Alrighty, we're going to have to skimp on the story recitation and just drop in on some key events, because I'm already getting bored. I'm trying to think if there is actually anything worthwhile about the story we need to discuss. And this is one of those contemporary movies where there are 35,000 characters and they all have to have their little arc and play their little part and this is what results in these bloated running times and multiple endings. This film is definitely too long (while simultaneously too short to do justice to all the themes they want to cram in here) and has seventeen endings.

And, on second viewing, it is also one of those contemporary movies--and I have no idea how they actually end up this way, although I have my ideas--where the overall idea is okay, if not good, and the overarching themes are in place, and it has an idea of what it wants to be and how it stands in relation to the original film... and yet, the individual scenes are dull and formless and the dialogue is garbage. I suspect it comes from the process of creating these massive giga-corporate entertainments, where the bigwigs are brought in for the story meetings and to hammer out the themes and overarching narrative, to make sure everything is blandly inspirational and there's nothing that might disincline tender young minds from a life of empty consumerism, and then no one is paying attention by the time the actual script is written.

This pile-up of scenes consistently destroys any overarching movement or build-up of momentum, most evident in the SUDDEN scene in which the flying monkeys (baboons! Sorry!) are unleashed. Okay, so this is one of the most powerful images from the original film that you want make the most of and--boom, sudden flying monkeys? No build-up? No drama? Which is another aspect of this whole thing (and all massive corporate entertainments of this ilk) is that... it's a kind of ADD storytelling. It's scenes and themes without meaning or connecting tissue. Let's talk about this in... a whole new paragraph.

As it happens, I'm reading Grimm's fairy tales right now, which are wonderful and weirder than you can imagine, even if you've heard they can be pretty weird (and gruesome). I was thinking of them a lot during this movie, because this movie calls on a lot of the same elements--witches, enchanted forests, talking animals--but what struck me is that this story liberally samples moments from those tales, like biting an apple and turning evil, meeting tradesworkers who seem useless until they're able to produce exactly what's needed, but pulls out the moment without the surrounding material or thematic resonance that gives it context, so what we're left with are a bunch of moments (a bunch of cliche moments, it must be added) that don't coalesce together to amount to much, and certainly not much that's going to move anyone or haunt their dreams. It's that ADD storytelling, moments that refer to meaning rather than HAVE meaning, charged moments with no greater context. It's one of those movies where you start to pity the poor children who might grow up thinking that this kind of thing is fairly passable entertainment, and not know what it means to be really moved or haunted by a story.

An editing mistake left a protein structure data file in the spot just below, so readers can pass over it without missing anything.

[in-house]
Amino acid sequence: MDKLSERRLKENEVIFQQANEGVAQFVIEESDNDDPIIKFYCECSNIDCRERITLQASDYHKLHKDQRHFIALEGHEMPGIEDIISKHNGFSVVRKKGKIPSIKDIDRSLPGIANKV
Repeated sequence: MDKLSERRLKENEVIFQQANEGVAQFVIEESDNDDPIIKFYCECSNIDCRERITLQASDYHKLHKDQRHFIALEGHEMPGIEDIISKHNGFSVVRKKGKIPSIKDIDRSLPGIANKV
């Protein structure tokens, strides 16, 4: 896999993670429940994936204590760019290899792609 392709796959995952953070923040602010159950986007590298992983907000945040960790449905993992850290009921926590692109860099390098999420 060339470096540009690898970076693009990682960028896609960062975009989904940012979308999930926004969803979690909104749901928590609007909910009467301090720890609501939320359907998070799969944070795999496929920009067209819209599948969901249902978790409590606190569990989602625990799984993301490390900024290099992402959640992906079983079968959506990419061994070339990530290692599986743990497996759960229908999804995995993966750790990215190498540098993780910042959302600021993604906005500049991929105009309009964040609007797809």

This movie is also a classic example of good actors rendered terrible by having to act on blank stages while looking at tennis balls where a character will be painted in later. Everyone is resoundingly, consistently awful. Franco, who was deliciously on-point in concurrent release Spring Breakers, can be seen trying to have an idea about this character, but without an actor or setting to bounce off of (and with a tissue-thin character to play), what is supposed to be his wide and knowing huckster grin just comes off as vaguely borderline. Not to mention that he doesn't express the slightest bit of wonder or surprise at suddenly being in an insane supersaturated dreamland with singing flowers and talking monkeys. Mila Kunis does not fare well at all, in any of her incarnations, and Michelle Williams comes off as dopey and simple-minded. She's great elsewhere, but here, every time she appeared onscreen I was wishing she could have been Carey Mulligan, whose dewy eyes would have done wonders. The biggest disappointment is from Rachel Weisz, who I was ready to see throw herself into smart and canny wickedness, but her natural sharpness is dimmed and dulled. And come on, you have Rachel Weisz and she's just A wicked witch, not THE wicked witch?

Still, on second viewing, it vastly improved (the aid of mind-altering baked goods must be largely credited), as, expectations dimmed, the whole thing came off as much more lighthearted and silly, in a good way. Realizing that it's only somewhat serious, but mostly a bunch of people having an amused riff and humorous tweaking of a beloved classic goes a long way toward explaining why all of this is happening, and inviting us to join along laughing as elements from the original are repurposed with a winking slant. Then you can start to see how this is intended to interlock with the original in terms of the power of illusion, including illusions created by movies, and both be an amusing tale while reaffirming the place of the original.

Still, worth seeing? Not really, but amusing enough if you like big, gorgeously rendered special effects pummeled at your eyes until you surrender in submission. Which you could get from pretty much any movie at this point, honestly. Not good, by any means, but not as bad as everyone says, and if you have any thoughts that it might aspire to create any of the magic summoned by the original, drop it. It hints toward enough tamped-down inspiration and general lunacy to make me say, more than once: "Just imagine what Sam Raimi might have been able to do with this!"

Should you watch it: 

If you want, it won't kill you.